January 31, 1957 – Great Names in Entertainment World Played Capitol
The story of vaudeville, its heyday prior to the “talkies” and its demise was told by John R. Shields, retired manager of the Capitol Theater, at the weekly luncheon meeting of the Ansonia Rotary Club, Wednesday, at the YMCA.
Mr. Shields, who was in the theater business for 40 years prior to his retirement last June, recalled that some of the big names in the entertainment field played the Capitol Theater, including the late Fred Allen, Lillian Roth, William Frawley, now a member of the “I Love Lucy” TV cast; ventriloquist Edgar Bergin; opera star Lawrence Tibbett and comedian George Burns, then without Gracie Allen.
Mr. Shields said the vaudeville artists used to like to play the Capitol because it had two shows a day. Because the Capitol was an independent theater it was able to book the outstanding entertainers of the period.
The speaker, introduced by Judge Carl A. Lundgren, who was in charge of the program, described two of the many incidents which harass the life of a theater manager.
He told of an elephant act which he booked for the Sterling Theater, Derby. He mentioned the difficulty in getting the pachyderm, a small one, to climb the 22 steps leading to the orchestra of the Sterling Theater and up a specially built ramp to the stage. The elephant was just about to step over the footlights when it slipped and crashed to the floor, hit the piano, and bounced across the hall.
The elephant knocked over seats and created a “mess” which necessitating canceling the matinee performance, Mr. Shields said.
Fell to Street
Another experience involved five lions, he said. He recalled the difficulty encountered in getting the individually crated lions into the Sterling Theater by block and tackle and how the rope snapped on the fifth cage and it fell to the street.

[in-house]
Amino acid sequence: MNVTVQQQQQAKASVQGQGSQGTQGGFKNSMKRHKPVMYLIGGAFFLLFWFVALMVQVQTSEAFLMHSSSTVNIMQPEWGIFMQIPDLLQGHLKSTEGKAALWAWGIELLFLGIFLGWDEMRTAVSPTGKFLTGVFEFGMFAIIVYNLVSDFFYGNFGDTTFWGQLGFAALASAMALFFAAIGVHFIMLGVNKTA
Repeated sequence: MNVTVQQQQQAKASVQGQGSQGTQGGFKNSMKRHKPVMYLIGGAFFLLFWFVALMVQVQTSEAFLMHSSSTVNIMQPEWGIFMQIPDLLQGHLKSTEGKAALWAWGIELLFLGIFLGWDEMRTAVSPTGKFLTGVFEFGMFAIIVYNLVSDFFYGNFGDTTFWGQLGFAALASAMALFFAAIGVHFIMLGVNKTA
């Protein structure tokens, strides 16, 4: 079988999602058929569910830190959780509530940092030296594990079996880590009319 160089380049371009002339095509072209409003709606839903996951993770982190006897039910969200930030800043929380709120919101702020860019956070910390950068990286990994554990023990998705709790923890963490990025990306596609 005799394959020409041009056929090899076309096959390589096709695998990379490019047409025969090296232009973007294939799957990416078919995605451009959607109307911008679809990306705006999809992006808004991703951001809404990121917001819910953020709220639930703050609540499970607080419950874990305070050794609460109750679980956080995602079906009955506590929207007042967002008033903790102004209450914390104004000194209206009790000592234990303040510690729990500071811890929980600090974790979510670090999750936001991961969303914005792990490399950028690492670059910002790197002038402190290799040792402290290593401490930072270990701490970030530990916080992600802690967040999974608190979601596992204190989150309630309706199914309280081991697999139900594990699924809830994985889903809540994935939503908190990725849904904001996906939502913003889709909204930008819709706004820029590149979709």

Mr. Shields said the act was booked for a show scheduled to open on a Monday but that the animals arrived on a Thursday. He said he was notified by the Derby police of the arrival of the animals whose crates had fallen off the truck transporting them on the Derby-Shelton Bridge causing a little commotion.
He mentioned that on the Sunday, preceding the performance, the Democratic Party was holding a rally at Sterling Theater. The principal speaker was David E. Fitzgerald, mayor of New Haven and candidate for Governor.
The crated lions were backstage and during Mr. Fitzgerald’s speech one of the cats gave out with a loud roar. The audience broke into laughter. The Democratic candidate for governor was unruffled. He quipped: “That fellow is a Republican”.
Mr. Shields said on the second day of the performance one of the lions attacked the trainer and the other cats, smelling blood began jumping around the cage which was on stage.
“Six women in the audience fainted. What a night that was!”
The last performance of vaudeville at the Capitol Theater was in November 1928, Mr. Shields said. The first “talkie” was “Sonny Boy” with the late Al Jolson.
What contributed to the discontinuance of vaudeville acts in the Capitol Theater, Mr. Shields said, was the increase in costs.
Mr. Shields said the movie business today is “bad”. He attributed this, not to the advent of television, but rather to the automobile, which he said is the movie industry’s greatest competition.
He pointed out that the local theater had its best years during “gas rationing”. He said the theater once played to half a million customers per year.
Dr. Edward C. Gardella, president, presided at the luncheon meeting. Guests were Robert and Ronald Barth, twins, of the Pine High School. Howard Joyce was the song leader. Rev. Ward I. Crawford, pastor of the First Baptist Church, gave the invocation.